Like this site? Help us to make it better.


COVID-19 triggered “third cycling boom,” says Rapha boss

Upmarket cycle clothing firm set to return a profit thanks to sales boost says CEO Simon Mottram

Rapha CEO Simon Mottram says that the coronavirus crisis has triggered a “third cycling boom” for the North London-based brand he founded in 2004.

He said that previously the company, which he still runs after selling a majority stake in 2017 to an investment group run by two heirs to the Walmart grocery fortune, benefited from sales spikes after the global economic crash in 2008 and the London Olympics four years later.

Speaking to, he said: “This is the third boom, I think that I've seen in my time at Rapha, the third cycling boom.

“It’s interesting how they tend to go hand in hand with economic problems and the rest of the economy that cycling has these wonderful moments.”

Mottram sold a majority stake in Rapha in 2017 to RZC Investments, a private equity firm run by brothers Stuart and Tom Walton, whose grandfather Sam Walton founded Walmart, the world’s largest retailer by turnover until Amazon took the top spot.

Parent company Carpega Limited is due to file accounts for the year to 30 January 2020 in the coming weeks.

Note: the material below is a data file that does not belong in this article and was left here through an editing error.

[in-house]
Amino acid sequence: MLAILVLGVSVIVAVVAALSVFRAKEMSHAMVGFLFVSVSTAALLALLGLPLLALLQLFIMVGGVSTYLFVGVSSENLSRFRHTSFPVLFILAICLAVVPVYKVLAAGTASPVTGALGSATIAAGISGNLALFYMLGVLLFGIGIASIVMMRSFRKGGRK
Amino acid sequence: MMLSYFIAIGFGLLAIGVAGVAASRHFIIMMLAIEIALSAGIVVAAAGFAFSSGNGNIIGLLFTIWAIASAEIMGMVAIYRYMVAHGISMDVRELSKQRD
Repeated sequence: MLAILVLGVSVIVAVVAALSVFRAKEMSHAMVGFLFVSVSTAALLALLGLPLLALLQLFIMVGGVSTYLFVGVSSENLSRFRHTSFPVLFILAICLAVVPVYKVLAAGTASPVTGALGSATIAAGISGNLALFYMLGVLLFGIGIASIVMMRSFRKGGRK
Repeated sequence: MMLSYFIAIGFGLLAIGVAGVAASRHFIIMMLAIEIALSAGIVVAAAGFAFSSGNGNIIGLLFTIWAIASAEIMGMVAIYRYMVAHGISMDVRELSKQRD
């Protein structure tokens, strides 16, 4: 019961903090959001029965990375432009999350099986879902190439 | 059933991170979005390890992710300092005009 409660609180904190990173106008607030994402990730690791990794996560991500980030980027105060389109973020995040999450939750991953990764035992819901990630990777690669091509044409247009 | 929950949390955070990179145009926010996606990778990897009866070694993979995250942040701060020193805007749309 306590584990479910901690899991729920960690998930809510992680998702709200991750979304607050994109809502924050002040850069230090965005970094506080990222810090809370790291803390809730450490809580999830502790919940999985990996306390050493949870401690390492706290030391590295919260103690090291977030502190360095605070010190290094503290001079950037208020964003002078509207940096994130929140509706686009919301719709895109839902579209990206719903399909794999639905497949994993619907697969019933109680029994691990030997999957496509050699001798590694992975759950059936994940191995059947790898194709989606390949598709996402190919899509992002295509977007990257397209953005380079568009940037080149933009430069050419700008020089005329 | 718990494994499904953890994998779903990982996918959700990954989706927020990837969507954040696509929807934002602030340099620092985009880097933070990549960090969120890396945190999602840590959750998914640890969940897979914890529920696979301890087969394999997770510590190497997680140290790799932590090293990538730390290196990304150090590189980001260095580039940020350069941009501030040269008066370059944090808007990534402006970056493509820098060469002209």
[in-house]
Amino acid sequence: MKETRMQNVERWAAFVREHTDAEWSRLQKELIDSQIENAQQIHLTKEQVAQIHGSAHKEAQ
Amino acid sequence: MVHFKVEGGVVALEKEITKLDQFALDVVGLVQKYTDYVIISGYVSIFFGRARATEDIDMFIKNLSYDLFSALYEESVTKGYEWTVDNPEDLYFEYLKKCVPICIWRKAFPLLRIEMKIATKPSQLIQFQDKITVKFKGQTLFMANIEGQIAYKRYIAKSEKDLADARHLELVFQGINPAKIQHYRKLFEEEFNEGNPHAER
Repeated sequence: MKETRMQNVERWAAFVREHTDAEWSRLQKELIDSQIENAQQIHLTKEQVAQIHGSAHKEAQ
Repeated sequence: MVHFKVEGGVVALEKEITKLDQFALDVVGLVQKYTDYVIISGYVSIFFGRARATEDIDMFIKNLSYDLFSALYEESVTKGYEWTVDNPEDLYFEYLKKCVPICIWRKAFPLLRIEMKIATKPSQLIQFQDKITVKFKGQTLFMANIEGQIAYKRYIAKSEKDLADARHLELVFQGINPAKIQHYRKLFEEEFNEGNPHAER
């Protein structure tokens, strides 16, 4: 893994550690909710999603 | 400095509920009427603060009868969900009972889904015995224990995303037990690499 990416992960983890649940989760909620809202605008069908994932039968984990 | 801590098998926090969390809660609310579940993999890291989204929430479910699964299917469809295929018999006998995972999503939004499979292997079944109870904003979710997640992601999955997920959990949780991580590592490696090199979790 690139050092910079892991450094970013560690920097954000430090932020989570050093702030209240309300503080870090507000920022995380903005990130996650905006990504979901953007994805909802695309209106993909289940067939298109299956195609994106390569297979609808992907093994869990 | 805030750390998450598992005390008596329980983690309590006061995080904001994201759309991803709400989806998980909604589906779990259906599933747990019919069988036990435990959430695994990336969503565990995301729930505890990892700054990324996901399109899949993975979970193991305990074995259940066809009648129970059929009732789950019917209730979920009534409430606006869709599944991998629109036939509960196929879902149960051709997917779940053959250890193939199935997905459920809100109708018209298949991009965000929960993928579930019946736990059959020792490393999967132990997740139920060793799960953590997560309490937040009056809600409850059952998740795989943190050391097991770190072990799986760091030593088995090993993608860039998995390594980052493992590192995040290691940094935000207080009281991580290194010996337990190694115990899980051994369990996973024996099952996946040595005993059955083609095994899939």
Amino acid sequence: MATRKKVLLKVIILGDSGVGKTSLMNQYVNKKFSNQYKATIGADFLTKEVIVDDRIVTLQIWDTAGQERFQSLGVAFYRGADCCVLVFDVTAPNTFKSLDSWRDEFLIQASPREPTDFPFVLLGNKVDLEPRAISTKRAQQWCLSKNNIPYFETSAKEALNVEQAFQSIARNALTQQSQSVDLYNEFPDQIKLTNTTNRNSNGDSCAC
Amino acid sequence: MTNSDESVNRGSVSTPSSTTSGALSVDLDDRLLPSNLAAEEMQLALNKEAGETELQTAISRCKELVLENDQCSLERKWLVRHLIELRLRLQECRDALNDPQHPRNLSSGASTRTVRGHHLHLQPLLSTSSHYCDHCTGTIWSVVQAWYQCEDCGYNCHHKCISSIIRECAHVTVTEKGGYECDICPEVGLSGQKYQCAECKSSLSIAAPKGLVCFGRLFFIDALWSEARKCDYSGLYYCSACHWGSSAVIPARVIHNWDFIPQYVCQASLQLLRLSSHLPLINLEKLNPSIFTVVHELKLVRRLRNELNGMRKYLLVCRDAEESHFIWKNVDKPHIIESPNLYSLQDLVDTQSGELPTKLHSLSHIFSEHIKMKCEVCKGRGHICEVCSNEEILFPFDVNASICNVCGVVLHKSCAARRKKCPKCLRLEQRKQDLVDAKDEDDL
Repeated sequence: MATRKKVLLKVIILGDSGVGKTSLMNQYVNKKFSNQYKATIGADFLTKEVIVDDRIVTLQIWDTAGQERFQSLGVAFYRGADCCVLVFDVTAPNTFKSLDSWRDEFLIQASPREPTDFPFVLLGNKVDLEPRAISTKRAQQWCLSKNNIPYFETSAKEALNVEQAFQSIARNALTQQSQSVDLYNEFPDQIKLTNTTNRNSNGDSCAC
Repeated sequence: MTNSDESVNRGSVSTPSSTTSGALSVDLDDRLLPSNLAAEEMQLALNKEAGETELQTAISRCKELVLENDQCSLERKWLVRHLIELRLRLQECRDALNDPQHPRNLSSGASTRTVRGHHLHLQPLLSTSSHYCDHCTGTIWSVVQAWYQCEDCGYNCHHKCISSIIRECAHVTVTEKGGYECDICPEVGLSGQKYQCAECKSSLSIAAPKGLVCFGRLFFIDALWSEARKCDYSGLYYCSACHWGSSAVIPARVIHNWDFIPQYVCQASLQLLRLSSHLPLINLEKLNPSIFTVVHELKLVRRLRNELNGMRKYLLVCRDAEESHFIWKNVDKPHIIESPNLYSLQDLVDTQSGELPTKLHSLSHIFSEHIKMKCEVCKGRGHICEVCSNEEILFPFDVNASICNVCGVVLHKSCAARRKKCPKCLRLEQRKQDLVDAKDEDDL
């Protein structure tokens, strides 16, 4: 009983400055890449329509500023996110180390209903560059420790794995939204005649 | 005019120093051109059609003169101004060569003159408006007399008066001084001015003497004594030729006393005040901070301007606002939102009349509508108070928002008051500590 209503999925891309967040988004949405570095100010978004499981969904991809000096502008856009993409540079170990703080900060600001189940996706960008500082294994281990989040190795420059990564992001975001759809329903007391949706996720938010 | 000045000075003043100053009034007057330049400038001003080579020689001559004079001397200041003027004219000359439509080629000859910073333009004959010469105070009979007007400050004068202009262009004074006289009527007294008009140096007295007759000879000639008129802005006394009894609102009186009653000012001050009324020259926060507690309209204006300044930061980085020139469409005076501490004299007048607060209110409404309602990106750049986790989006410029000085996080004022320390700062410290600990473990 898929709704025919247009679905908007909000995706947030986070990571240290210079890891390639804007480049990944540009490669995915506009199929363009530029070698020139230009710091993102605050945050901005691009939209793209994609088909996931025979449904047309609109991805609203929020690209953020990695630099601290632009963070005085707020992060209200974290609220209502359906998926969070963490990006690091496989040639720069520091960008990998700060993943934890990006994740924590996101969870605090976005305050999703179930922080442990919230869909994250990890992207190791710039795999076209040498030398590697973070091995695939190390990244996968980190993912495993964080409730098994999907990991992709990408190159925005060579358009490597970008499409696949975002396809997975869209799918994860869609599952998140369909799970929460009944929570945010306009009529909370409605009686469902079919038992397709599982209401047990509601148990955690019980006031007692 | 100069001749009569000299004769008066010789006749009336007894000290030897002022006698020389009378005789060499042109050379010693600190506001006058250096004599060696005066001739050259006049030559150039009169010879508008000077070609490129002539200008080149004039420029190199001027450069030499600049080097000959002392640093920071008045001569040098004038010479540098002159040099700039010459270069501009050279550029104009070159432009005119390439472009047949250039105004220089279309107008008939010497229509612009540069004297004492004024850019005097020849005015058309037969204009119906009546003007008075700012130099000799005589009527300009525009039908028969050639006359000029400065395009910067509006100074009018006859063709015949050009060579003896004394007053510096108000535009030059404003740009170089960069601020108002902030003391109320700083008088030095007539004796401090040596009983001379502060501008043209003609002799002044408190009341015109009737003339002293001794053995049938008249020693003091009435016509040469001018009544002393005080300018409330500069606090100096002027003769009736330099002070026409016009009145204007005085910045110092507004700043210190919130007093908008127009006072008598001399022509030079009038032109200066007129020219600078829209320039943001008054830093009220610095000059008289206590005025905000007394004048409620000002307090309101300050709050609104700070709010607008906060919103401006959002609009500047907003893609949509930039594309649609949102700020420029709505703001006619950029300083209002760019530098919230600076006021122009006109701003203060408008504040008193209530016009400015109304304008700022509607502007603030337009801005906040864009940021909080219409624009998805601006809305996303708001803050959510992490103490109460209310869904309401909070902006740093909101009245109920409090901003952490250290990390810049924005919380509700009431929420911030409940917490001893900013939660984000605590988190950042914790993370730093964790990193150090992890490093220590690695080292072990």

The Telegraph reports that they will show that the company was close to breaking even in 2019/20, following a £5 million loss the previous year.

But Mottram told the newspaper that during 2020, the company saw sales rise by 38 per cent, with earnings before interest, tax, depreciation and amortisation expected to stand at around £13.8 million.

He said: “When we look at the new customers we've been pulling in – we’ve pulled in 155,000 customers last year, in 2020 – but by and large, those people around the world are existing cyclists.

“They’re not people who've just decided to buy a dayglow jacket and a hybrid to ride to work because it's lockdown.

“It's people who had already ridden a bit and possibly been in one of those booms before, but have gone through a year or two of riding and then lost interest for some reason.

“The prompt to revisit cycling that COVID gave was really powerful.

“It doesn't take more than two or three rides to think: ‘I love this. I've forgotten how much I love it.’ After that, they start to think, ‘Well, I'm not going on holiday, and I'm not buying a new car. So maybe I can afford a new pair of shorts?’”

He added that the company remains committed to weaning itself off the dependency on discounts that had previously hit its bottom line, as reported here on back in 2019.

> Rapha boss explains how brand is reducing reliance on discounts

Simon has been news editor at since 2009, reporting on 10 editions and counting of pro cycling’s biggest races such as the Tour de France, stories on issues including infrastructure and campaigning, and interviewing some of the biggest names in cycling. A law and languages graduate, published translator and former retail analyst, his background has proved invaluable in reporting on issues as diverse as cycling-related court cases, anti-doping investigations, and the bike industry. He splits his time between London and Cambridge, and loves taking his miniature schnauzer Elodie on adventures in the basket of her Elephant Bike.

Latest Comments